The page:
How much? A night at the theatre is not cheap these days. Premium seats can cost anything up to £75 for the biggest shows, a hefty levy if you are a family of four, so it pays to plan ahead.
TOM Conti, best known for the movie Shirley Valentine, reprises his West End role of Juror Number 8 in Bill Kenwright’s hit production of Twelve Angry Men, which stops off at The King’s for a week in February.
A jury has murder on their minds and a life in their hands as they decide the fate of a young delinquent accused of killing his father. But what appears to be an open and shut case soon becomes a huge dilemma as prejudices and preconceived ideas about the accused, the trial and each other turn the tables every which way, until the nail-biting climax.
King’s Theatre, Leven Street, 23-28 February, 7.30pm (matinees 2.30pm), £15-£30.50, 0131-529 6000
JOSEPH AND THE AMAZING TECHNICOLOR DREAMCOAT
ANOTHER classic from the Bill Kenwright stable, Joseph has been enchanting audiences for more than four decades now, playing the Capital many times. In February it returns to the Playhouse.
This time, the musical, which tells the Biblical story of Joseph and the coat of many colours, features X Factor finalist Lloyd Daniels as the eponymous hero, fellow X Factor star Marcus Collins as the Narrator and Matt Lapinskas, EastEnders’ Anthony Moon, as the Pharaoh. Expect to hear Any Dream Will Do and Close Every Door To Me.
Playhouse, Greenside Place, 17-21 February, various times, £17.90-£38.90, 0844-871 3014
MEL Brooks’ much loved Academy Award-winning movie and Broadway smash hit goosesteps into the Festival Theatre in March.
Impoverished by a string of flops, New York producer Max Bialystock recruits timid accountant Leo Bloom to help him pull off Broadway’s greatest scam. They aim to produce the worst show ever and run away with millions, but they learn that showbusiness can kick you in the teeth.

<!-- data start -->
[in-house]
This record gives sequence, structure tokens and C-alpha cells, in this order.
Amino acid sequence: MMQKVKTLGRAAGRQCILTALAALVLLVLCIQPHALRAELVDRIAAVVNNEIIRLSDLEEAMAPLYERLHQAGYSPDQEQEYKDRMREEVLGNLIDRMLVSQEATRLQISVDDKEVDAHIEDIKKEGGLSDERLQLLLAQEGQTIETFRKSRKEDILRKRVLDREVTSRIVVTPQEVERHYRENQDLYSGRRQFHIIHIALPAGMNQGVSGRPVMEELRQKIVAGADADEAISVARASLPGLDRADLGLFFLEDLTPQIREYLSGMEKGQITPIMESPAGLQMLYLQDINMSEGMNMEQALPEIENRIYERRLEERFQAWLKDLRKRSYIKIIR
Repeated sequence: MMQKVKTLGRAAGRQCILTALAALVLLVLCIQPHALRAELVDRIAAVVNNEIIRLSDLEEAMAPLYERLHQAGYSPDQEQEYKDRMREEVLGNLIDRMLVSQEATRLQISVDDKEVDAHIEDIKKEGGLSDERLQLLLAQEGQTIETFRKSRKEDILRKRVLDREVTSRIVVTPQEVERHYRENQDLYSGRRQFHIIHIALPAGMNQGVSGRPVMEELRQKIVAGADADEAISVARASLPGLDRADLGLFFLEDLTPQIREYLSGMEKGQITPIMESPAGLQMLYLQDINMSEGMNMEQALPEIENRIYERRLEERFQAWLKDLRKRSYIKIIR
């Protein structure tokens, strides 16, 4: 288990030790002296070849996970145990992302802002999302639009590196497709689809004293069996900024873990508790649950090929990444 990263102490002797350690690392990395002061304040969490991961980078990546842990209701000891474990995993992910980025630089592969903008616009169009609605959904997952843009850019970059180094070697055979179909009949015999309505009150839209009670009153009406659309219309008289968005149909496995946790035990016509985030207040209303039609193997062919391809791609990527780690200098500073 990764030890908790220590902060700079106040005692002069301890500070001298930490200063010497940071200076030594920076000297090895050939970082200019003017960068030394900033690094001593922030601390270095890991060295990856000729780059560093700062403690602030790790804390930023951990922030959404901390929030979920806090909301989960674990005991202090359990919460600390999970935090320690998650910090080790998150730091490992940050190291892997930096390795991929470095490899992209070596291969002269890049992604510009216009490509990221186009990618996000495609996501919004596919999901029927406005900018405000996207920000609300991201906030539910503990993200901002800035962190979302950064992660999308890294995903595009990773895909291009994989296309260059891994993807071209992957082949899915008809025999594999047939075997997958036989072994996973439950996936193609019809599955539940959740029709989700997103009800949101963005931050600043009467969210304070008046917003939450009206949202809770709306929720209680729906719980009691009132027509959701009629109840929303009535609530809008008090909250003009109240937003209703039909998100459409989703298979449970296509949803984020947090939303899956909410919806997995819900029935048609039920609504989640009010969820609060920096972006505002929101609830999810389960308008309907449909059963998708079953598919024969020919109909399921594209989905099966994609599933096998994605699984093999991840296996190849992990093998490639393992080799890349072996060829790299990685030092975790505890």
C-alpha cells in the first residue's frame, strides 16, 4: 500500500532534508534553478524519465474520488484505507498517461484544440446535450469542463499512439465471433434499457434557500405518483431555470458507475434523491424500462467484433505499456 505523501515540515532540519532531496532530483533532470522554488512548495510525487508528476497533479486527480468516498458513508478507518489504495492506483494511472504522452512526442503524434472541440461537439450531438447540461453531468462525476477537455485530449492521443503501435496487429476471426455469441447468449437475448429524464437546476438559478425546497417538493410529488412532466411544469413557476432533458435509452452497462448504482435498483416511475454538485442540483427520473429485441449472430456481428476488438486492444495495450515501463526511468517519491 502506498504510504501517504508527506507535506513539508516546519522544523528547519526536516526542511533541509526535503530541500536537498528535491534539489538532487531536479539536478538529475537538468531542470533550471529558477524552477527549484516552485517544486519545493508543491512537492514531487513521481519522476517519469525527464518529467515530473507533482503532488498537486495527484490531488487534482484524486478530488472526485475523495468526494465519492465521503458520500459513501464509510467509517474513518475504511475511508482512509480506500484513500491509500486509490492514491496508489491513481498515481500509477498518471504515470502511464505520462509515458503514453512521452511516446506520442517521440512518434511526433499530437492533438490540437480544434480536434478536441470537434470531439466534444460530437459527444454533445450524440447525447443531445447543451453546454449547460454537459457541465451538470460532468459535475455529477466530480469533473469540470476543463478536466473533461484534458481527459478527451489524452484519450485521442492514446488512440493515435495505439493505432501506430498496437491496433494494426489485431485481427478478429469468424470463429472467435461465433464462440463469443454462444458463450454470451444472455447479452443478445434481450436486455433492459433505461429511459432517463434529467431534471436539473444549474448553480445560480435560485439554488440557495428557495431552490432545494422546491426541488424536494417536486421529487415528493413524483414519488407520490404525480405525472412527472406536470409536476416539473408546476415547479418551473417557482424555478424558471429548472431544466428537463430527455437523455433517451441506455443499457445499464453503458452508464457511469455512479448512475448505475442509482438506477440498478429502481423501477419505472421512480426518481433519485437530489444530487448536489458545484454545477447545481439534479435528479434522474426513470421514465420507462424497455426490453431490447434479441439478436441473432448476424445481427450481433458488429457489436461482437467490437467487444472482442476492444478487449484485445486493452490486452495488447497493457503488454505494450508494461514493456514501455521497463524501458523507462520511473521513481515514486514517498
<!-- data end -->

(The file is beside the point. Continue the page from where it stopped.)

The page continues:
Featuring the outrageous Springtime For Hitler, this production stars stand-up Jason Manford and choreographer Louie Spence.
With a record-breaking 12 Tony Awards and three Olivier Awards to its credit, this should be one musical not to miss.
Festival Theatre, Nicolson Street, 23-28 March, 7.30pm (Matinees 2.30pm), £16.50-£42.50, 0131-529 6000
THE VENETIAN TWINS
IF you loved the National Theatre’s production of One Man, Two Guvnors recently, chances are you’ll want to see The Venetian Twins, at the Lyceum in April. One Man, Two Guvnors is a play by Richard Bean, an English adaptation of Servant of Two Masters (Il servitore di due padroni), a 1743 Commedia dell’arte-style comedy play by the Venetian playwright Carlo Goldoni. Goldoni followed up with this tale of mayhem and mistaken identity.
Estranged twins, Zanetto and Tonino are unlike each other in every way… except that they look exactly the same. When they both arrive in the same town on the same day each seeking a bride-to-be, romantic entanglements soon become hopelessly confused.
Before lunchtime, insults, threats, proposals, offers of duels and boxes of jewels have all ended up in the wrong hands... sorting it all out in time for the weddings is going to be murder.
Adapted by Tony Cownie, this new take on this riotous farce brings a Scottish flavour to proceedings.
Royal Lyceum, Grindlay Street, 24 April-16 May, 7.30pm (Matinees 2pm), £10-£29, 0131-248 4848
JOHN Godber’s modern classic about life at a comprehensive school comes to Musselburgh’s Brunton Theatre for one night only in March.
Join Mr Nixon, an unsuspecting new drama teacher, as he embarks upon his chosen career in Teechers, which brings to life an array of terrifying teachers and hopeless pupils through the unique eyes of Salty, Gail and Hobby, three Year 11 students about to go out into the real world.
Funny and energetic, Teechers has something vital to say about education for the ‘haves’ and ‘have nots’.
Brunton Theatre, Musselburgh, 5 March, 7.30pm, £7-£12, 0131-665 2240